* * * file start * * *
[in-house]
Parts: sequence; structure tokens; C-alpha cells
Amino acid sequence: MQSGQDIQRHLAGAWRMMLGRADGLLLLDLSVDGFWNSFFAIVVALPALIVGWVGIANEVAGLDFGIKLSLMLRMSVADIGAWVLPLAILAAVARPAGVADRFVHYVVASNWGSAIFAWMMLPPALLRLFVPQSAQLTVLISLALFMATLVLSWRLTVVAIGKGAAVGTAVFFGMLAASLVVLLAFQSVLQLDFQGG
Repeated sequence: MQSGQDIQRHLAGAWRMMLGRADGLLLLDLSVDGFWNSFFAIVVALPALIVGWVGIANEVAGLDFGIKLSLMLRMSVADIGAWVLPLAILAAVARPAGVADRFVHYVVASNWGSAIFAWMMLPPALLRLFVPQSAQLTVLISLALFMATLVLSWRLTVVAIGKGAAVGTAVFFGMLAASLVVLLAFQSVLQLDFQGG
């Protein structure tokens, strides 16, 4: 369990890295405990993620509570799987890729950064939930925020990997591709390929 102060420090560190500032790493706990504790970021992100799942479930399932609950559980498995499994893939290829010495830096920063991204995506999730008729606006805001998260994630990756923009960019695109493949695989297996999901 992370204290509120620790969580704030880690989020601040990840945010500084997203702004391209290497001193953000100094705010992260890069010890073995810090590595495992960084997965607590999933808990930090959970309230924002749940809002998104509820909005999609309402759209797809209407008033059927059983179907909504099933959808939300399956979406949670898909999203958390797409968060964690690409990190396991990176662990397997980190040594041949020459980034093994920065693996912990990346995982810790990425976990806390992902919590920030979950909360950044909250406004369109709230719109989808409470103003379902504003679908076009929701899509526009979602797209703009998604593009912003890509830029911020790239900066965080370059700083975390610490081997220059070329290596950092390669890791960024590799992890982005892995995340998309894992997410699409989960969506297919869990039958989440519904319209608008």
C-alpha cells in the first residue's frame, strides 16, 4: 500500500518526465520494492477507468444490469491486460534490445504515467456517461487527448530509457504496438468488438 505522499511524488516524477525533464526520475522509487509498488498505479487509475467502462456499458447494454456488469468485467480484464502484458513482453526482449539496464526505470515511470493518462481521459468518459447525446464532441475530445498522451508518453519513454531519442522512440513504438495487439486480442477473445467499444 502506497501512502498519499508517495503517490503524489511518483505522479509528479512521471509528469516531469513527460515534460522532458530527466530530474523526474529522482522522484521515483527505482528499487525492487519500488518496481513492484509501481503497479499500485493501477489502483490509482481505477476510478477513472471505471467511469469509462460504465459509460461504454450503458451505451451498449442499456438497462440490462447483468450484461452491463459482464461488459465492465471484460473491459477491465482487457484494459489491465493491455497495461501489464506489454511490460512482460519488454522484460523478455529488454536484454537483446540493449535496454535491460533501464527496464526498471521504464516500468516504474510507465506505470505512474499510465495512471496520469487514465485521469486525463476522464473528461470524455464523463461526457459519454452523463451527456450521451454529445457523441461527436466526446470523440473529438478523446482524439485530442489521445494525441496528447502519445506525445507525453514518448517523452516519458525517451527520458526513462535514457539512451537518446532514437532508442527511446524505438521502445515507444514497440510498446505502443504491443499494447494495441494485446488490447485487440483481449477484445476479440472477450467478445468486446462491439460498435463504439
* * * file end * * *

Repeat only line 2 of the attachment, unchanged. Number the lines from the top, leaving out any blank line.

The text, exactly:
Parts: sequence; structure tokens; C-alpha cells